How are the streets built in the desert?

SWR2 knowledge Houses for the desert - climate-friendly building in the sand

A luxury district made of concrete and glass has been built in Abu Dhabi since 2008, using renewable energy sources. In Namibia, a German company is building houses out of desert sand for little money, which they process into stones more firmly than concrete according to their own recipes. These inexpensive buildings are primarily intended for poor people. In the USA, too, there are now desert-friendly model houses.

Extreme desert climates require adapted building methods

A third of the earth's landmass are deserts or semi-deserts. It is not known exactly how many people live in deserts; in the Sahara alone there are said to be five and a half million. In the course of history, people have built a wide variety of residential buildings in sandy and stone deserts: from tents made of palm fibers or animal skins to simple huts made of tamped clay to stable houses made of stone.

In doing so, all desert dwellers had to pay attention to one special feature: the extreme climatic conditions of deserts: in most desert regions it is very hot during the day, even in winter. But especially in the winter months it can also get pitifully cold at night.

Dubai - skyscrapers with glittering facades are not climate friendly

Buildings in all desert regions of the world have to cope with the special climatic conditions of deserts. For example in the modern, noisy cities of the United Arab Emirates on the Arabian Peninsula, one of the largest desert areas on earth. The skyscrapers in Abu Dhabi and Dubai, which is just under 140 kilometers away, seem to want to outdo every other metropolis in the world: in height, unusual shapes and pomp. Imaginatively curved buildings have glittering, sparkling facades which, with the help of the latest technology, automatically darken when the sun gets too hot.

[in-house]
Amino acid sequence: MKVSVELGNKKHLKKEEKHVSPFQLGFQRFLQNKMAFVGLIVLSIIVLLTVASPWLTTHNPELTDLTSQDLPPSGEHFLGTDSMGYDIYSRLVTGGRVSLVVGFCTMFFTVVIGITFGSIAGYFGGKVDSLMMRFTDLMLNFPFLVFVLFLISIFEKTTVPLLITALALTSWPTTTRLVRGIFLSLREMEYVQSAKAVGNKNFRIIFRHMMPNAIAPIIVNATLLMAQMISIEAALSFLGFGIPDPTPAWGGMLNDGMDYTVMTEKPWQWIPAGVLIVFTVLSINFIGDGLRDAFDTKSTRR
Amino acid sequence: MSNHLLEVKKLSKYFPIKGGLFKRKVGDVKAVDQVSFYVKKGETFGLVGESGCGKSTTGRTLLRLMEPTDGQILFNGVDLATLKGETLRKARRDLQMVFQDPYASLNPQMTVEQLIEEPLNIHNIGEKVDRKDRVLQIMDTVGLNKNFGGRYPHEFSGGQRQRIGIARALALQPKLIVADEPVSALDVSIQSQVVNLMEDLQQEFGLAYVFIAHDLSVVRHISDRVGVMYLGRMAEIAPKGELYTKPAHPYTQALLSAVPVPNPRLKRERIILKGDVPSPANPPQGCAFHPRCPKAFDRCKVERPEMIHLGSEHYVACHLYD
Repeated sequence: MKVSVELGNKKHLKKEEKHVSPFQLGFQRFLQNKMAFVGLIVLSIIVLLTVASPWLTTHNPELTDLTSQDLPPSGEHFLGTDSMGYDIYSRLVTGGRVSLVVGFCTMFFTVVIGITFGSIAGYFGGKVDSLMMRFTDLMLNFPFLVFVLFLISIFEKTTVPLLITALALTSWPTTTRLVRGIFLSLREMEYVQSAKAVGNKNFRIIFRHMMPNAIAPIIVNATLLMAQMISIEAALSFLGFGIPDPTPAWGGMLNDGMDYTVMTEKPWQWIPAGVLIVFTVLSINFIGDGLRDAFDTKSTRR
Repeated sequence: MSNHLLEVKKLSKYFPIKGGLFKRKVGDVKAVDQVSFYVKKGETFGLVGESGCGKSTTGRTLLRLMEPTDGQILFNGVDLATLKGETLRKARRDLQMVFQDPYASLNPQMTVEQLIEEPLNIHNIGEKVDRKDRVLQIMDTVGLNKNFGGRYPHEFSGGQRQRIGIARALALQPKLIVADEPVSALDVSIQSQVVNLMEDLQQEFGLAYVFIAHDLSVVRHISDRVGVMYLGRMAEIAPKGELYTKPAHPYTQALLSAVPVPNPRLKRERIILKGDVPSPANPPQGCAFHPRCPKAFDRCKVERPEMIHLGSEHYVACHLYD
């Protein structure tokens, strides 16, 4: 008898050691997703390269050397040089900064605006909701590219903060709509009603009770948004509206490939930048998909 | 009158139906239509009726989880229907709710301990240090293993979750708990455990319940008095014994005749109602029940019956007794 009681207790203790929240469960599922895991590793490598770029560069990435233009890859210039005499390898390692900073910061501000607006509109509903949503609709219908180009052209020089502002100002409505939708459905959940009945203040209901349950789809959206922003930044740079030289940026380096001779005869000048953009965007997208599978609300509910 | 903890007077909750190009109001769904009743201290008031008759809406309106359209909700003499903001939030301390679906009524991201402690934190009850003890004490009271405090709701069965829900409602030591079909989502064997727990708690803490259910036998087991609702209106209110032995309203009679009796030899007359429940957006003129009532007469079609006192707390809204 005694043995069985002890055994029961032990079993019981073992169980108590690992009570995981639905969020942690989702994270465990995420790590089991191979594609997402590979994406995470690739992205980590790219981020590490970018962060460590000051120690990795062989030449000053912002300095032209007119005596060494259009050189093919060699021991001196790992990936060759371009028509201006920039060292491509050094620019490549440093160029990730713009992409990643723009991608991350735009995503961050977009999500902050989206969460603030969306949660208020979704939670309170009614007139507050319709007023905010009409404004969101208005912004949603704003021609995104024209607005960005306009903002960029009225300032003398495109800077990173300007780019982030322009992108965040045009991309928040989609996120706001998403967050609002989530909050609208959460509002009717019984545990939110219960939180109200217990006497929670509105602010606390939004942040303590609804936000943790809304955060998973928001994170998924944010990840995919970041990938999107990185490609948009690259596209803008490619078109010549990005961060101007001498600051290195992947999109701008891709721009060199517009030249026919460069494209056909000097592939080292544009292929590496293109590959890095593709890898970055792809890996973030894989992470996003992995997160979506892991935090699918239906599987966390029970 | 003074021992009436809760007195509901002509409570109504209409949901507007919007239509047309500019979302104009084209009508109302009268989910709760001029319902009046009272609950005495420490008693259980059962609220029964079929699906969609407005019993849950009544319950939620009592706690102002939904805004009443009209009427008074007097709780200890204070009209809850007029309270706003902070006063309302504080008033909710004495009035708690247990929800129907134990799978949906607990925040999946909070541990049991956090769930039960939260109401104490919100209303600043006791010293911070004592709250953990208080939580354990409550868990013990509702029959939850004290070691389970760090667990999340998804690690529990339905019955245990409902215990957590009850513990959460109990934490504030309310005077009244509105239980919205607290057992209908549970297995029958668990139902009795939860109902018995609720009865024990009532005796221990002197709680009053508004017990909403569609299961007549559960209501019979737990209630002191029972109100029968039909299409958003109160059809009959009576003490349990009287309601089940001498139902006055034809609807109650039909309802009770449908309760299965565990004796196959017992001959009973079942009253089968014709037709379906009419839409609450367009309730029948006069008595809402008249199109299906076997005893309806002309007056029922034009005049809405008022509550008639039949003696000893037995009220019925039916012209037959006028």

Sparkling clean avenues, chic boulevards and super-wide shopping avenues divide the cities into accurate chessboards. In many fields across the city, ultra-modern, air-conditioned shopping centers, shopping paradises - where the Imam calls to prayer over hidden loudspeakers.

Huge buildings have to be cooled with a lot of energy

Professor Schew-Ram Mehra teaches building physics at the University of Stuttgart. The skyscrapers in the United Arab Emirates made of glass, steel and concrete, says Mehra, contradict all the rules of climate-friendly building. The desert is sometimes very hot during the day and cold or cool at night. That is why you need materials that store heat during the day and release it again at night. In the past, people built traditionally with the building materials that were available on site. That was clay, that was bricks and, above all, stones, which on the one hand insulate, but also have a high heat storage capacity.

For climate-friendly building in the desert you need:

  • The right materials
  • A compact design and small windows
  • Good ventilation: To prevent the interior from getting too hot, people built devices a long time ago to ventilate the structure, the housing and the rooms well.

Today's architects in cities like Abu Dhabi and Dubai disregard the tried and tested traditions of building, according to Mehra. This included the use of storable building materials, a construction method that protects against the sun, and natural air conditioning systems that ventilate the rooms well. Since the beginning of this millennium, however, it has seemed as if the President of the United Arab Emirates, Sheikh Chalifa bin Zayid Al Nahyan, had learned from the construction mistakes of the last decades. He wants to cultivate part of the desert around Abu Dhabi in a completely new way and create one of the most ecologically sustainable cities in the world with Masdar City.

The "model city" Masdar City

Chris Chi Lon Wan is a Chinese "guest worker" in Abu Dhabi - like around 85 percent of the population there. At the same time, he is the head of the development team for a new, ecological district in Abu Dhabi: Masdar City. The "model city" is about 30 kilometers away from the city center of Abu Dhabi. It should actually be ready in 2016.

In 2017, however, only about ten percent of the eco-city was: mainly office buildings, a university, student apartments, a few restaurants, a few apartment buildings, a field with solar panels. The rest is still desert, even if it's already leveled flat.

Autonomous cars drive in tunnels under the already completed buildings. They bring people from the parking lots in front of Masdar to the center of the district - because cars are forbidden in the eco-city.

Masdar City - eco-city for millionaires